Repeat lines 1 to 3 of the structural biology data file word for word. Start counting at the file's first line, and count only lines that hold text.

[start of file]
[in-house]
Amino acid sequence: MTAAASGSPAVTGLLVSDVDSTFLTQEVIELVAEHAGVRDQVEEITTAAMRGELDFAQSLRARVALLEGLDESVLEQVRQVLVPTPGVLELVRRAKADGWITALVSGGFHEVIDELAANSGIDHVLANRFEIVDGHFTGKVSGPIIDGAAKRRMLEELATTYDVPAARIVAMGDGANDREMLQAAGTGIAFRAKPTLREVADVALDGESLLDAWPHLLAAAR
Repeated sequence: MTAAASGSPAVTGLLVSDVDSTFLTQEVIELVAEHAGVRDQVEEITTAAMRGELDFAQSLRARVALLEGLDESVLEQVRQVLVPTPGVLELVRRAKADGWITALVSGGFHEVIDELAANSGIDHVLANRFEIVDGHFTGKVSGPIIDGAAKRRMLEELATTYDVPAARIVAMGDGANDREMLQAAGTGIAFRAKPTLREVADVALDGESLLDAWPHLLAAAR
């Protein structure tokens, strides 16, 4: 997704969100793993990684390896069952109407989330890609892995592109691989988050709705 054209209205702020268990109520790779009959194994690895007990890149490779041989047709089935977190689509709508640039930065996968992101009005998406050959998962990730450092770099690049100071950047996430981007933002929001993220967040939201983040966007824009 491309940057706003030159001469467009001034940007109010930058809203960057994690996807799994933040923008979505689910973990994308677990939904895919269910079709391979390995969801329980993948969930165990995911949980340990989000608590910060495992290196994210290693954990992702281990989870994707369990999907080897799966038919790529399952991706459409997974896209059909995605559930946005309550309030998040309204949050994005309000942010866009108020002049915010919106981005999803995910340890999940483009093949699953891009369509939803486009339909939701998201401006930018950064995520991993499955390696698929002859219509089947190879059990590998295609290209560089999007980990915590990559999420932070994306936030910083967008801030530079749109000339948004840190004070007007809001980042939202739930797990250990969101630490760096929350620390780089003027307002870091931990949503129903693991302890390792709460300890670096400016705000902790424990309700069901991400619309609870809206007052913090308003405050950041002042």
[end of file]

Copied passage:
[in-house]
Amino acid sequence: MTAAASGSPAVTGLLVSDVDSTFLTQEVIELVAEHAGVRDQVEEITTAAMRGELDFAQSLRARVALLEGLDESVLEQVRQVLVPTPGVLELVRRAKADGWITALVSGGFHEVIDELAANSGIDHVLANRFEIVDGHFTGKVSGPIIDGAAKRRMLEELATTYDVPAARIVAMGDGANDREMLQAAGTGIAFRAKPTLREVADVALDGESLLDAWPHLLAAAR
Repeated sequence: MTAAASGSPAVTGLLVSDVDSTFLTQEVIELVAEHAGVRDQVEEITTAAMRGELDFAQSLRARVALLEGLDESVLEQVRQVLVPTPGVLELVRRAKADGWITALVSGGFHEVIDELAANSGIDHVLANRFEIVDGHFTGKVSGPIIDGAAKRRMLEELATTYDVPAARIVAMGDGANDREMLQAAGTGIAFRAKPTLREVADVALDGESLLDAWPHLLAAAR